PositiveThe Guardian (UK)The story of Mary, Queen of Scots, so often characterised as a romance, was notably violent and grim. Visitors to Holyrood Palace in Edinburgh who would like to sense the brutal reality should pay attention to a very small room off the royal bedchamber – it was here, on 9 March 1566, that David Rizzio, Mary’s private secretary and favourite, was murdered ... Denise Mina’s Rizzio dramatises the murder and its aftermath: the queen a prisoner, her life threatened. Mina makes no attempt at recreating the language of the Scottish court, opting instead for hard-boiled sentences, stabby and pithy ... Mina is good at the institutionalised and individual misogyny of the period, subtly connecting it to those issues in our own time ... Mary was a powerful woman whose gender made her vulnerable both physically and in terms of her hold on that power. Although Mina touches on this idea throughout, it feels at times as though this short novel is a step towards a longer work, one in which the predicament and point of view of the queen are explored in much greater depth. Perhaps she will write that book one day. Rizzio, meanwhile, is an intriguing sketch in blood.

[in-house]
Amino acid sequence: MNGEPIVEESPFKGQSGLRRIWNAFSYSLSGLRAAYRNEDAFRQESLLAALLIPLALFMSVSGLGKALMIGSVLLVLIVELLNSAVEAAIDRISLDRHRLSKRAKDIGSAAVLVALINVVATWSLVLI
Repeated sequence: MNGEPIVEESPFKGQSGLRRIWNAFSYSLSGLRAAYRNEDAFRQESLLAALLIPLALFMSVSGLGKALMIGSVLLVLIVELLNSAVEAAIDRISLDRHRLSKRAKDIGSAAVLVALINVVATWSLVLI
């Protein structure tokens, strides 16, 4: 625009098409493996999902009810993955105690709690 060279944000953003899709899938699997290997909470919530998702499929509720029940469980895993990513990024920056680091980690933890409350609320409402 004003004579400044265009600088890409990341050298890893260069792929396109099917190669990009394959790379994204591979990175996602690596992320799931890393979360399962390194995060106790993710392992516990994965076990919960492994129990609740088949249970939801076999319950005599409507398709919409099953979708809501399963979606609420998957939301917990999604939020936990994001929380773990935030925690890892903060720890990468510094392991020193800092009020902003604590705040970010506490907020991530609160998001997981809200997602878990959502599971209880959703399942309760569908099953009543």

MixedThe Scotland Herald (UK) (UK)That, certainly, was the girl we knew in the His Dark Materials trilogy. Yet a certain heaviness has descended. She feels as though she is dragging around chains .. The chief pleasures of this novel are those of recognition. First, there is gratification in seeing familiar characters at later stages in their lives. Secondly, readers of Lyra’s Oxford, a stocking-filler published for Christmas 2003, who puzzled over why a facsimile of a cruise liner brochure had been reproduced among the endpapers, and what was the meaning of the note handwritten on the ship’s timetable – well, they will have their curiosity satisfied. How delicious to recognise that the author has been laying a breadcrumb trail all this time ... Across almost 700 pages, however, The Secret Commonwealth is uneven. It too often reads like John le Carré fan fiction. Where Pullman excels is in set pieces ... This is not a bedtime story. Pullman depicts sexual assault, refugees in peril on the sea, and violent religious fanatics who seem modelled on Islamic State ... Pullman is confronting readers with the horrors of our own world reflected back at us. In The Secret Commonwealth he creates a fearful symmetry.
MixedThe GuardianThis 'shadow city' she peoples with real figures from the time, including the razor thug Billy Fullerton and crime boss Dandy McKay, relishing the creative act of putting flesh on their unlovely bones. The best three chapters in the book are told from the perspective of minor characters ... Curious that the inner life of Manuel himself does not receive such close imaginative recreation. Perhaps Mina considers him unknowable, or is unwilling to think herself into the murk of his head. Manuel wrote his name in blood across postwar Scotland. Mina’s attempt to trace that signature in ink is interesting but perhaps ultimately unnecessary. It was, in any case, indelible.